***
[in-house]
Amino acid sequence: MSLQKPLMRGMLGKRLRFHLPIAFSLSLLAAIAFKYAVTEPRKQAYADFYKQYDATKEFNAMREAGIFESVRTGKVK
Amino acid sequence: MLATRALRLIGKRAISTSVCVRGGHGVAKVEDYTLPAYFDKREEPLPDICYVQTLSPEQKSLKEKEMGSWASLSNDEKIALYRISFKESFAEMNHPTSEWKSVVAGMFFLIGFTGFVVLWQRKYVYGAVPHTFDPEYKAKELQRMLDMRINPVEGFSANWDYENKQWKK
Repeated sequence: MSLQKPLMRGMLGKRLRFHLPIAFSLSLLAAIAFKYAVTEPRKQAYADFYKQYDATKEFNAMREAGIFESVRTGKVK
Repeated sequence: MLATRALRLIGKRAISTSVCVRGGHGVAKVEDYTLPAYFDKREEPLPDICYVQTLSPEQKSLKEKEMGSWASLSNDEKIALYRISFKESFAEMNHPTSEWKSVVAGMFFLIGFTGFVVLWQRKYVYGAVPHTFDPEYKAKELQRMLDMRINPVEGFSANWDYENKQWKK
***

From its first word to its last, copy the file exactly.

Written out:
[in-house]
Amino acid sequence: MSLQKPLMRGMLGKRLRFHLPIAFSLSLLAAIAFKYAVTEPRKQAYADFYKQYDATKEFNAMREAGIFESVRTGKVK
Amino acid sequence: MLATRALRLIGKRAISTSVCVRGGHGVAKVEDYTLPAYFDKREEPLPDICYVQTLSPEQKSLKEKEMGSWASLSNDEKIALYRISFKESFAEMNHPTSEWKSVVAGMFFLIGFTGFVVLWQRKYVYGAVPHTFDPEYKAKELQRMLDMRINPVEGFSANWDYENKQWKK
Repeated sequence: MSLQKPLMRGMLGKRLRFHLPIAFSLSLLAAIAFKYAVTEPRKQAYADFYKQYDATKEFNAMREAGIFESVRTGKVK
Repeated sequence: MLATRALRLIGKRAISTSVCVRGGHGVAKVEDYTLPAYFDKREEPLPDICYVQTLSPEQKSLKEKEMGSWASLSNDEKIALYRISFKESFAEMNHPTSEWKSVVAGMFFLIGFTGFVVLWQRKYVYGAVPHTFDPEYKAKELQRMLDMRINPVEGFSANWDYENKQWKK